Insurance Ombudsman and non-disclosure
Insurance complaints involving non-disclosure
The invaluable service of the Ombudsman is now part of the Financial Ombudsman Service. This is the official independent expert in settling complaints between consumers and businesses providing financial services.
Set out below is guidance from the then Insurance Ombudsman telling us how cases are approached. It is very useful if you are thinking about making a complaint to an insurance company.
Following on from the insurance case studies involving non-disclosure featured in the February 2003 edition of ombudsman news, this article summarises our approach when dealing with such cases. The words are from the Ombudsman’s site as we did not want to lose their meaning.
It is widely recognised that applying the strict legal position in non-disclosure cases can result in unduly harsh outcomes. The Association of British Insurers (ABI) has sought to address this in its statements of practice, which provide important safeguards for policyholders. The ABI’s ‘General’ and ‘Long-Term’ statements of practice give us a helpful starting point when we consider what is fair and reasonable in individual non-disclosure cases.
In our experience, these disputes span a wide spectrum of circumstances, from deliberate attempts to mislead through to genuine misunderstandings. The position at either end of this spectrum is clear.
Fraudulent or deliberate non-disclosure
If we consider that a policyholder’s non-disclosure (or misrepresentation) involved a material fact, induced the firm to offer the policy (on the relevant terms), and was fraudulent or clearly deliberate, then the firm can decline to meet the claim, as well as ‘voiding’ the policy ‘from inception’ (cancelling it from its starting point). It can also decline to return the premiums and seek to recover money it has paid out to the policyholder in relation to previous claims under that policy.
Conversely, if the policyholder’s non-disclosure is innocent, then the firm should meet the claim in full, regardless of whether, if it had known of the matter that was not disclosed, it would have increased the premium or refused to offer cover.
We are likely to conclude that non-disclosure is innocent if the questions posed by the firm were not clear (or did not clearly apply to the fact(s) in question). We are also likely to conclude this if we consider it was reasonable for the policyholder to have overlooked the fact(s) that he or she failed to disclose. This could be the case, for example, with minor childhood ailments or minor motoring offences that occurred more than four years earlier.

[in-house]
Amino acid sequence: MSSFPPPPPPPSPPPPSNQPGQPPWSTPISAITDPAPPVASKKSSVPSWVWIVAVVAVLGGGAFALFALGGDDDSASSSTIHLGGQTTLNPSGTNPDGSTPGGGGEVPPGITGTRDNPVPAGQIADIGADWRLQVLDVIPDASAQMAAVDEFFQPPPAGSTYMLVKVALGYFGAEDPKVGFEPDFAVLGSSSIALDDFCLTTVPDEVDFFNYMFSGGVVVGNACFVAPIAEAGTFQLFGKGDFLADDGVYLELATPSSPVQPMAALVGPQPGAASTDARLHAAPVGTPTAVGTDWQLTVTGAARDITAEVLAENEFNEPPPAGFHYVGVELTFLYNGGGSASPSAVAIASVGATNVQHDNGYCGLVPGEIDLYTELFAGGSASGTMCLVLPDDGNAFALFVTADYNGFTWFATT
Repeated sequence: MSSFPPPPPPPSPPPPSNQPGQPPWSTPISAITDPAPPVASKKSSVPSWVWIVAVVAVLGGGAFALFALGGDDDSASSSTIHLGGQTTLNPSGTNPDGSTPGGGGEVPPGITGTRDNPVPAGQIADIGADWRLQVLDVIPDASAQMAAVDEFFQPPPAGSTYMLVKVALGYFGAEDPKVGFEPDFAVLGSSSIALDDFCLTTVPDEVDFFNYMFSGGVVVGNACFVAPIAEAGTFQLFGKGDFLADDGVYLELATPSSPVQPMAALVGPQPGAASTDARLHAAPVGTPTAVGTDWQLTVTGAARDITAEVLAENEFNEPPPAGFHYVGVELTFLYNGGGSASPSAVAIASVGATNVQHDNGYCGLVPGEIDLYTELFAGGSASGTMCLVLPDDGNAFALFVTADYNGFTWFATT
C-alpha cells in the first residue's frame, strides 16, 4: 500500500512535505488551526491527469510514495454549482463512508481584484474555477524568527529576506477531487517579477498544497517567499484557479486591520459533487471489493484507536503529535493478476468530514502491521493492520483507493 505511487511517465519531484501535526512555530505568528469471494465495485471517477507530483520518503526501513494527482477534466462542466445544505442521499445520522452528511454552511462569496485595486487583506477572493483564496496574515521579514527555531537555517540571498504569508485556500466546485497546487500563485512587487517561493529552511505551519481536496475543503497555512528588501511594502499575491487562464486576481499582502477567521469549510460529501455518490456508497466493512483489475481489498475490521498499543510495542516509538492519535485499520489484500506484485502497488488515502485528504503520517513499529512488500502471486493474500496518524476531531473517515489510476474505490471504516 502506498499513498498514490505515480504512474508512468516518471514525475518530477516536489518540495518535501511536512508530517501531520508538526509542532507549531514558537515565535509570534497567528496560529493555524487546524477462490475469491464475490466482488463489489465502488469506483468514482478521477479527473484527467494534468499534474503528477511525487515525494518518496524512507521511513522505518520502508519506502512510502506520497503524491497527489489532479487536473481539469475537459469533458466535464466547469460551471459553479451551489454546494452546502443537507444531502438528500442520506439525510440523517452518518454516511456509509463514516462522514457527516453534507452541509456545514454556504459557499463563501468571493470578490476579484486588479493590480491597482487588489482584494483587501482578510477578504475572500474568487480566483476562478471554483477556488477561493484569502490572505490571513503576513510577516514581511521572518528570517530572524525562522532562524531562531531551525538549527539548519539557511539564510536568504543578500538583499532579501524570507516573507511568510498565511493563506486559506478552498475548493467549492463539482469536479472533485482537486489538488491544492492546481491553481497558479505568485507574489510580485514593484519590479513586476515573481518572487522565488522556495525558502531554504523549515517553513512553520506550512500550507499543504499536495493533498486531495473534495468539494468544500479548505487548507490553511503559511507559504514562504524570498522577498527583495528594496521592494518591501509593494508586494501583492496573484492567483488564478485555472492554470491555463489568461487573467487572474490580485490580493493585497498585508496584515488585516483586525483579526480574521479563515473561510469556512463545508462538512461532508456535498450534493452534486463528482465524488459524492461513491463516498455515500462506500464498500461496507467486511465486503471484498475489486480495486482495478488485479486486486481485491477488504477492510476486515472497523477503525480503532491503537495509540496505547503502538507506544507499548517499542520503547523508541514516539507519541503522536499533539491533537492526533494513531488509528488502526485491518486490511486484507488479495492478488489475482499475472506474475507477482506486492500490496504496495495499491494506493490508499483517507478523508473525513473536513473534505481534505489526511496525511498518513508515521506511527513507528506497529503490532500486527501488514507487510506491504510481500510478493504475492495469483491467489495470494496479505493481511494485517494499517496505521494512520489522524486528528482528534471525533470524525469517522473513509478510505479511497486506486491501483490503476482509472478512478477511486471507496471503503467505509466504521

Of course, policyholders have no duty to disclose information that they are not, in fact, aware of. Inevitably, most of the disputes we see lie somewhere between these two extremes. In dealing with them we try to distinguish between those cases where the policyholder seems to have been reckless, and those where the non-disclosure seems more the result of a genuine oversight or inadvertent error.
We are likely to conclude that non-disclosure was ‘inadvertent’ if it seems to have resulted from an understandable oversight or moment of carelessness, rather than from any deliberate act. In such cases, the matters that the policyholder failed to disclose are likely to be minor, distant in time or otherwise easy to have been overlooked.
We try to take a reasonable approach to the degree of care that policyholders should exercise, taking account the nature of the product and the circumstances of the transaction.
In making this assessment, much depends on the details of each individual case. We look, for example, at the circumstances surrounding the giving of information (including the stage at which the information was provided and whether an adviser transcribed the information).